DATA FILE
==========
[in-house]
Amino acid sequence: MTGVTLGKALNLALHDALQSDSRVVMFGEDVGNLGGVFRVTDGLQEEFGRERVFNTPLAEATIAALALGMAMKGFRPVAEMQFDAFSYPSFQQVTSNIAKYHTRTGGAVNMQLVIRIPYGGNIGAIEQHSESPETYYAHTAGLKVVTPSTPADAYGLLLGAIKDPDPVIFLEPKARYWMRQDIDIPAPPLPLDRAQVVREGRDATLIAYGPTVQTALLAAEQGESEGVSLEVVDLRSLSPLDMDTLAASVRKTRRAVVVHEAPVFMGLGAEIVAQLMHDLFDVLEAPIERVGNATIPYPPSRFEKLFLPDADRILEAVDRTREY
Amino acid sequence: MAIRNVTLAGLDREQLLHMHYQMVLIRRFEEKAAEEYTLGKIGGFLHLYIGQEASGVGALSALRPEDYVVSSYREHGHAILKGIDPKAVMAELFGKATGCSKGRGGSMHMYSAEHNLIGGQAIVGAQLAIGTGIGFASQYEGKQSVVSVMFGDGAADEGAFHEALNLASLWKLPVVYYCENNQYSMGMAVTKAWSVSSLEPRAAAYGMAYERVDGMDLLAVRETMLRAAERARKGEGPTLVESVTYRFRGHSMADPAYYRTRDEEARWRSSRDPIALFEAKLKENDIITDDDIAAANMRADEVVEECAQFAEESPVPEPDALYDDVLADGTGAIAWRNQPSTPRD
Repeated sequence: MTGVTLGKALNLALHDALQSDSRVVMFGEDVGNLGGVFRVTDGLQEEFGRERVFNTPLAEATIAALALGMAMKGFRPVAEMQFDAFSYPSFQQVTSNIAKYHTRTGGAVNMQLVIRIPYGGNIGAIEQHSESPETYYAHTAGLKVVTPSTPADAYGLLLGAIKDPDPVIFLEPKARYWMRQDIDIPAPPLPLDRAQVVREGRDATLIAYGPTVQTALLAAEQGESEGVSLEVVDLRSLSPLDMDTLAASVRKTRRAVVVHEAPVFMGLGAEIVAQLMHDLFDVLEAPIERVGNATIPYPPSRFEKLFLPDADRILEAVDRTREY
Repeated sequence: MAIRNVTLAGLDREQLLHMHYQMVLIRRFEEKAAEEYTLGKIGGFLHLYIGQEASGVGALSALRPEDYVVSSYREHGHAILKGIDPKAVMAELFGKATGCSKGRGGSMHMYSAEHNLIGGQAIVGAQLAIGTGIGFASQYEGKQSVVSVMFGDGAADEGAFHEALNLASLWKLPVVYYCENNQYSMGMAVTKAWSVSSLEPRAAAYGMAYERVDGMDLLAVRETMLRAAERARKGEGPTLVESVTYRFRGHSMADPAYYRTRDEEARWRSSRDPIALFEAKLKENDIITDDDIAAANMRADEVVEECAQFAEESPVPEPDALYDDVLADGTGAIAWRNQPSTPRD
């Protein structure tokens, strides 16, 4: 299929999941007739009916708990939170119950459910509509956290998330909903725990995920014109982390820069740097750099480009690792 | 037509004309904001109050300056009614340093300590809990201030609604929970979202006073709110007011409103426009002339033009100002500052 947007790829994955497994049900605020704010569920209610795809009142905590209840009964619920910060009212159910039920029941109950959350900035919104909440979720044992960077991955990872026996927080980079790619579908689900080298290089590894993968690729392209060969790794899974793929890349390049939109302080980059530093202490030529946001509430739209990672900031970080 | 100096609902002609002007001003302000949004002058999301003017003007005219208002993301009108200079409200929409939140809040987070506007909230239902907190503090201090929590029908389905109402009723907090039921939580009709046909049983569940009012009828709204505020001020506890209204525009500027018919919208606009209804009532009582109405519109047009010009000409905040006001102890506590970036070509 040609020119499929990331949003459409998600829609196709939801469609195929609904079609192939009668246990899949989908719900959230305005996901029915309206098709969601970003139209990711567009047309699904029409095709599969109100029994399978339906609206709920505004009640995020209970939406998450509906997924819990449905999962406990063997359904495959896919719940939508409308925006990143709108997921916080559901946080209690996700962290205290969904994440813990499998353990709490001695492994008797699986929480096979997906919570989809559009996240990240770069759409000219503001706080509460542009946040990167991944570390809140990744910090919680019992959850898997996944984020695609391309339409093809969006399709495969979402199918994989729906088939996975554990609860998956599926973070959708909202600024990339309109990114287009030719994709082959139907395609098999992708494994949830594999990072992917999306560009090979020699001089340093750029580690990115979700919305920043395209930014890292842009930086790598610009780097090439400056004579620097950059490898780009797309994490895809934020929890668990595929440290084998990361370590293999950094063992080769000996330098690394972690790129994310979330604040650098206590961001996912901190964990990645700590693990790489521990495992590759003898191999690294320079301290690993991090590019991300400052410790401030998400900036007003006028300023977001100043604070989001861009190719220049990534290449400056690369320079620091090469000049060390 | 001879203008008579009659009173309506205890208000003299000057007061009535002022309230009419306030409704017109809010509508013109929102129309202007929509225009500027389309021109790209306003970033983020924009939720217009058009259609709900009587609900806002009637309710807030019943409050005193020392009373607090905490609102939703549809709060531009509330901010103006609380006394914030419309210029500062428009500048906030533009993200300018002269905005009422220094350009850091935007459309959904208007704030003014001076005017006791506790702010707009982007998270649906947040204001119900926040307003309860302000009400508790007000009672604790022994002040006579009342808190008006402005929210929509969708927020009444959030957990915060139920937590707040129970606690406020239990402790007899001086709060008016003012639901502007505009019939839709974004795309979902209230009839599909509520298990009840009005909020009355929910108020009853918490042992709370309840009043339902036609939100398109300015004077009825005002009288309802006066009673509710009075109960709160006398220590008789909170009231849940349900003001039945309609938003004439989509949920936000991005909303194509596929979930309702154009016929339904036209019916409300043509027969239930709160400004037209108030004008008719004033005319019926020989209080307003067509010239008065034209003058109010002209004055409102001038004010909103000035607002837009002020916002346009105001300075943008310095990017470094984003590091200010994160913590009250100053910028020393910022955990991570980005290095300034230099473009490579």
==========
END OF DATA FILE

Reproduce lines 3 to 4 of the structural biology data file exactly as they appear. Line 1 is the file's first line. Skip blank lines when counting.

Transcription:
Amino acid sequence: MAIRNVTLAGLDREQLLHMHYQMVLIRRFEEKAAEEYTLGKIGGFLHLYIGQEASGVGALSALRPEDYVVSSYREHGHAILKGIDPKAVMAELFGKATGCSKGRGGSMHMYSAEHNLIGGQAIVGAQLAIGTGIGFASQYEGKQSVVSVMFGDGAADEGAFHEALNLASLWKLPVVYYCENNQYSMGMAVTKAWSVSSLEPRAAAYGMAYERVDGMDLLAVRETMLRAAERARKGEGPTLVESVTYRFRGHSMADPAYYRTRDEEARWRSSRDPIALFEAKLKENDIITDDDIAAANMRADEVVEECAQFAEESPVPEPDALYDDVLADGTGAIAWRNQPSTPRD
Repeated sequence: MTGVTLGKALNLALHDALQSDSRVVMFGEDVGNLGGVFRVTDGLQEEFGRERVFNTPLAEATIAALALGMAMKGFRPVAEMQFDAFSYPSFQQVTSNIAKYHTRTGGAVNMQLVIRIPYGGNIGAIEQHSESPETYYAHTAGLKVVTPSTPADAYGLLLGAIKDPDPVIFLEPKARYWMRQDIDIPAPPLPLDRAQVVREGRDATLIAYGPTVQTALLAAEQGESEGVSLEVVDLRSLSPLDMDTLAASVRKTRRAVVVHEAPVFMGLGAEIVAQLMHDLFDVLEAPIERVGNATIPYPPSRFEKLFLPDADRILEAVDRTREY